Adam Robertson spoke with comedian Tim Vine about the 10 things that changed his life. 

1. Darts

I first watched darts on TV in the 1980s. My great hero was Eric Bristow (below) who I very fortunately got to meet and play darts with.

I beat him 2-1 in a best of three match in 2010. It’s nothing to be too proud of, he was no longer the player he once was. He was my sporting hero.

For my fourteenth birthday, I was given a dartboard and I think I have played hours and hours of it and I’m 56 now. I love the game.

The National: Eric Bristow in action during the World Darts Championships held in 1985 at the Jollees Nightclub in Stoke, England

I’ve been playing since I was 14 which is an enormous amount of time. I remember chatting with ex-world champion Adrian Lewis on one occasion and I said to him, "when did you first throw a dart and when did you play for the county".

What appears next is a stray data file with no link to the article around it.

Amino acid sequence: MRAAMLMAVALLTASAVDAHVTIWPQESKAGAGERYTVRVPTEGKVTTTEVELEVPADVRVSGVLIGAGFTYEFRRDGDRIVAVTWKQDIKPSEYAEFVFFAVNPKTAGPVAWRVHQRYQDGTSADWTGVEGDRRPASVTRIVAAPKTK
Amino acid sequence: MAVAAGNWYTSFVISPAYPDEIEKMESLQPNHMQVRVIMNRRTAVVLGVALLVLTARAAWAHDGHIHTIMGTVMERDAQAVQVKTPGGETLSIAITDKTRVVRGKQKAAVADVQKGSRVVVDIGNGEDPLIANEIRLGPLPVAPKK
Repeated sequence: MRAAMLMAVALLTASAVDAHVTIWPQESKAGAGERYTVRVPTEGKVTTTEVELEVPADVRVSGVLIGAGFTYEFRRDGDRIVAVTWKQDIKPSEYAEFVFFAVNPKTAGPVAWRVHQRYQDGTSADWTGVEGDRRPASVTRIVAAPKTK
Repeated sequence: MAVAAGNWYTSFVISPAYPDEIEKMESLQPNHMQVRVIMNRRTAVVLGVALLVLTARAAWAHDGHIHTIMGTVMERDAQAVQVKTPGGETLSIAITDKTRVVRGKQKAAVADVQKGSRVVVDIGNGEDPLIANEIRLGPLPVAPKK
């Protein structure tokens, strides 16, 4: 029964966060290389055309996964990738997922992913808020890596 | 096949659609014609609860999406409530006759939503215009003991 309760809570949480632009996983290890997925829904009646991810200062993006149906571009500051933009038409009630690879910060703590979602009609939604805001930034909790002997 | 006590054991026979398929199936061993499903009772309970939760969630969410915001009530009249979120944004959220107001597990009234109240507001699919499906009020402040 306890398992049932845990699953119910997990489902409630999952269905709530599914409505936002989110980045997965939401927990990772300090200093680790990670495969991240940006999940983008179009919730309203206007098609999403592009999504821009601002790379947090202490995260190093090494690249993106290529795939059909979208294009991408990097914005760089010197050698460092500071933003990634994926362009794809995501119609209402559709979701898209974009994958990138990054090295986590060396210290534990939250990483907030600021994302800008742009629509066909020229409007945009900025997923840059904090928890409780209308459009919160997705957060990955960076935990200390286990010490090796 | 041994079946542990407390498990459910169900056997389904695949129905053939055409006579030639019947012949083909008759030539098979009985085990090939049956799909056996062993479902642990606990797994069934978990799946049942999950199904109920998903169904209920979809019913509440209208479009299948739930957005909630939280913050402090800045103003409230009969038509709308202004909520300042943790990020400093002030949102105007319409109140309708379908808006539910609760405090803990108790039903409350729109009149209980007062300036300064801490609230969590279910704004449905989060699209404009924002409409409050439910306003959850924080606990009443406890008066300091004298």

He said he threw his first when he was 18 and by the time he was 20 or 21 he was playing for the county. I know for a fact I’d played more darts between the ages of 14 and early 50s than he had between 18 and 21 and I never played for the county.

I can get up to a certain level, admittedly I’m not playing eight hours a day. I love the maths of it, I love the fact that like all amateur sport you have moments where you do great things.

2. Songwriting

When I was young I used to want to be a popstar and I write all my stuff for my comedy act and it’s something I love.

That began when I was at a local refuse tip with my dad when I was 12 or so and it was back in the days where there was a large pile of rubbish and you could go up and take something.

There was a guitar there with one string on it and I took this back home. It sounds like we were living in a cave but I did eventually have my own guitar.